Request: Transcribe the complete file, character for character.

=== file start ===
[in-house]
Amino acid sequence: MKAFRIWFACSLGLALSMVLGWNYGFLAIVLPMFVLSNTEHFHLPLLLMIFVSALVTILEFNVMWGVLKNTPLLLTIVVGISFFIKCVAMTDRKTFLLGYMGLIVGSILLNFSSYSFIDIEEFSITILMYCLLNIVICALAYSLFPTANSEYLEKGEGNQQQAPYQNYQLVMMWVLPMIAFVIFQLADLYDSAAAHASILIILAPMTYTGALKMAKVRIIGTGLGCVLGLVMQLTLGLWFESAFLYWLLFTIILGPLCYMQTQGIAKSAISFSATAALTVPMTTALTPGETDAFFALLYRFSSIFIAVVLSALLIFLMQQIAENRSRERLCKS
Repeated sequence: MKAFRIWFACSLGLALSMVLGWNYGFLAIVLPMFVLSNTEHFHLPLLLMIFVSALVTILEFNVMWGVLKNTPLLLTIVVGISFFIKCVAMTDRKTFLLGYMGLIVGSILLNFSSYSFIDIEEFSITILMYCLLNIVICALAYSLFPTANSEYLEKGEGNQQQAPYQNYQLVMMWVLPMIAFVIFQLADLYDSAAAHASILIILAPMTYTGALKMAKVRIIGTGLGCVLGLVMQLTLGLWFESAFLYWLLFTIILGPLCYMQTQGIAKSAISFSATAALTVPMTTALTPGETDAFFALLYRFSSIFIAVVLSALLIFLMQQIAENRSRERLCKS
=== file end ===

[in-house]
Amino acid sequence: MKAFRIWFACSLGLALSMVLGWNYGFLAIVLPMFVLSNTEHFHLPLLLMIFVSALVTILEFNVMWGVLKNTPLLLTIVVGISFFIKCVAMTDRKTFLLGYMGLIVGSILLNFSSYSFIDIEEFSITILMYCLLNIVICALAYSLFPTANSEYLEKGEGNQQQAPYQNYQLVMMWVLPMIAFVIFQLADLYDSAAAHASILIILAPMTYTGALKMAKVRIIGTGLGCVLGLVMQLTLGLWFESAFLYWLLFTIILGPLCYMQTQGIAKSAISFSATAALTVPMTTALTPGETDAFFALLYRFSSIFIAVVLSALLIFLMQQIAENRSRERLCKS
Repeated sequence: MKAFRIWFACSLGLALSMVLGWNYGFLAIVLPMFVLSNTEHFHLPLLLMIFVSALVTILEFNVMWGVLKNTPLLLTIVVGISFFIKCVAMTDRKTFLLGYMGLIVGSILLNFSSYSFIDIEEFSITILMYCLLNIVICALAYSLFPTANSEYLEKGEGNQQQAPYQNYQLVMMWVLPMIAFVIFQLADLYDSAAAHASILIILAPMTYTGALKMAKVRIIGTGLGCVLGLVMQLTLGLWFESAFLYWLLFTIILGPLCYMQTQGIAKSAISFSATAALTVPMTTALTPGETDAFFALLYRFSSIFIAVVLSALLIFLMQQIAENRSRERLCKS